Without a DC reference, you're relying on the tube to somehow establish an operating point based on what the grid and capsule float to "in the air".  Bias point can drift based on the orientation of the earth, how the mike is positioned in the room.
Actually, there are a couple of mechanisms that allow certain FET mike designs to get away without '1G' gate resistors.

Guru Scott Wurcer, myself and AN Other from the Yahoo MicBuilders group have done some investigations, the results of which may or may not be in Guru Wurcer's "Linear Audio" series of articles.  (As a beach bum, I don't get to buy & read these excellent articles  :( )

Which mechanism is effective determines how the FET is 'biased' ... which is why I asked for Anode & Cathode voltages from ln76d.

An important effect with FETs is the gate-source junction is a diode, which rectifies RFI picked up even in the headbasket of a mike.  This changes when you connect a capsule which kills most RFI

This could be happening in these tube circuits but grid-cathode diode threshold voltage is MUCH greater than the 0.5V of a silicon FET gate-source.

The anode & cathode voltages will give me a clue.

Getting rid of the '1G' gives better noise.  The big problem we found with our FET experiments was that the extended LF response at the gate makes the mike VERY susceptible to 'pops' and gives VERY poor, > 1 sec, overload recovery from these.

It would be good if ln76d, or anyone with these mikes w/o '1G' grid resistors on a Tube mike, could test for 'pop overload recovery'.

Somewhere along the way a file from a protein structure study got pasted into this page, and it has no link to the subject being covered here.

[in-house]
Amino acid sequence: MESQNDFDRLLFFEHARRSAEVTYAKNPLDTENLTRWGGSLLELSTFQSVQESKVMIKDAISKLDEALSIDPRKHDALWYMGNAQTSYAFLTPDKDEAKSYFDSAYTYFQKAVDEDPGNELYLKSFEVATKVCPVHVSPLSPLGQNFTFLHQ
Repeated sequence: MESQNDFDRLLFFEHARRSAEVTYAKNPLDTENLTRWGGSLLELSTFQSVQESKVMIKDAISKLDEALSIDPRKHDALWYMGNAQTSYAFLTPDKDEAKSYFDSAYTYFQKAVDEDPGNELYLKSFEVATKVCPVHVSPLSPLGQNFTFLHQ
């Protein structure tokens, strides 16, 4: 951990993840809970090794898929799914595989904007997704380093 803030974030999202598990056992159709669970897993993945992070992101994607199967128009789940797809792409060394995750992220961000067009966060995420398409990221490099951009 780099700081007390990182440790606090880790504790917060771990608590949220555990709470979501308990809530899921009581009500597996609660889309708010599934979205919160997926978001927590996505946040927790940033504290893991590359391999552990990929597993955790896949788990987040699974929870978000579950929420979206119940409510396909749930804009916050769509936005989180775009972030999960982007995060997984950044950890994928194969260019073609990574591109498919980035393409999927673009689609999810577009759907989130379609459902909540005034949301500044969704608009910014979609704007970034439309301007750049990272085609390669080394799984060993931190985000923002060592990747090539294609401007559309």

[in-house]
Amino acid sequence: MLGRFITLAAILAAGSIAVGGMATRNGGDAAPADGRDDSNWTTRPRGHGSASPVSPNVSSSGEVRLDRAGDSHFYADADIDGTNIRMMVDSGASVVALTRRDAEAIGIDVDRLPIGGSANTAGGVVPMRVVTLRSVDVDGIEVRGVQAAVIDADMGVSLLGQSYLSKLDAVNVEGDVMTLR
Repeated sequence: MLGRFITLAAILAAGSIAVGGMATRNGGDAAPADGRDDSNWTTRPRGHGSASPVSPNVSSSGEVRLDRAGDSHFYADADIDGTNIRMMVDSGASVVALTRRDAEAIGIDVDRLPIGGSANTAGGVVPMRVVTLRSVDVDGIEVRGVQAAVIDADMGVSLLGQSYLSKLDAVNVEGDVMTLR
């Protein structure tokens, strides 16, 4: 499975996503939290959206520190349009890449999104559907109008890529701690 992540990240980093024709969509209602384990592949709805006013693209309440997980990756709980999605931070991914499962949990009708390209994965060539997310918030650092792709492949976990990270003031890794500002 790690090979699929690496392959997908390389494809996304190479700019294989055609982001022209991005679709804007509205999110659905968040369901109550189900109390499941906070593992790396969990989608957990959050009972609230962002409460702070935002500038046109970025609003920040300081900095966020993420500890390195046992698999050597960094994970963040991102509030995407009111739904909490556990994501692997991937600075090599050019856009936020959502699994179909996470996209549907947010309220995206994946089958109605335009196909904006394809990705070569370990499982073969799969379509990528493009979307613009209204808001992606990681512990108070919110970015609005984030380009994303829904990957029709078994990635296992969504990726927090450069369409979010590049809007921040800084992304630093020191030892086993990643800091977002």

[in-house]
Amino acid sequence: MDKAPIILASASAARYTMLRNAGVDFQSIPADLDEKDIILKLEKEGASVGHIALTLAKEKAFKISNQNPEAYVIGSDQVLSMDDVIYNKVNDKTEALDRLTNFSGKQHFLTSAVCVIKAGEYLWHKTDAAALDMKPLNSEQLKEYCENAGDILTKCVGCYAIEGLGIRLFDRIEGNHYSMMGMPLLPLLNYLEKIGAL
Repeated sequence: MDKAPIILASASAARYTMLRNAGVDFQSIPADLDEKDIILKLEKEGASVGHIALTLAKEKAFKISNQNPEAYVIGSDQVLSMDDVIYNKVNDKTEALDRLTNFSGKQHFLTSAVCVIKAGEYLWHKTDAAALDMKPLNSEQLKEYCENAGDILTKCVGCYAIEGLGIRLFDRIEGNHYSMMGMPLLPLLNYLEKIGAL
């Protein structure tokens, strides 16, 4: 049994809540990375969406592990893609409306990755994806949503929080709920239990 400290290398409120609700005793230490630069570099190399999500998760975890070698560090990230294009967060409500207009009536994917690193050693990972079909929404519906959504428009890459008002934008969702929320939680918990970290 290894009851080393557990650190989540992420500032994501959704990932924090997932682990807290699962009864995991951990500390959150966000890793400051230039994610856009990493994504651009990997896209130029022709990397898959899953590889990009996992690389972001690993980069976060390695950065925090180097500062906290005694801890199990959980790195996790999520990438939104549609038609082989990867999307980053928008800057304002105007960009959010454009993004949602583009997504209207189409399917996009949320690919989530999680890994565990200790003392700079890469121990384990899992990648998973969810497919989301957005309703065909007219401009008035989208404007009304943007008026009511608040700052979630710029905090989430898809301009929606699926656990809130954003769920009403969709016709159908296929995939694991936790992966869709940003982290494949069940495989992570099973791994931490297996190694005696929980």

ln76d

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There's no "pop" problem - at least was not yesterday :)
When am making voice tests am a real barbarian!
I tested it also without front mesh - and if we add the facts that circuit wasn't shielded also and PSU not suitable for it - microphone was clean! There wasn't noise problem at all :)

I will make many test and some measurements of the final build - but Gentelmans, what's most important, we have interesting topic and some kind of debate!
This what i like - not all the:
"follow instructions...", "for R7 use 100k..", "check the picture 6", "wire capsule according schematic...", "black wire to ground...", "use your brain..." etc.

What do you think about Zener regulation of plate/polarisation voltage?
From the begining i decided to make it "passive" (why the hell people call it "passive"?) due to zener noise, but maybe i'm wrong?
 

ricardo

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ln76d said:
There's no "pop" problem - at least was not yesterday :)
When am making voice tests am a real barbarian!
Thanks for this ln76d.

If it is convenient, can you repeat the test (voltage & pop) with 10u across R1, your 510 cathode resistor too.

I don't think I'll ever build another tube device but I'm finding this stuff really fascinating.  It's rare to have someone do careful tests like you do.  :)

What do you think about Zener regulation of plate/polarisation voltage?
From the begining i decided to make it "passive" (why the hell people call it "passive"?) due to zener noise, but maybe i'm wrong?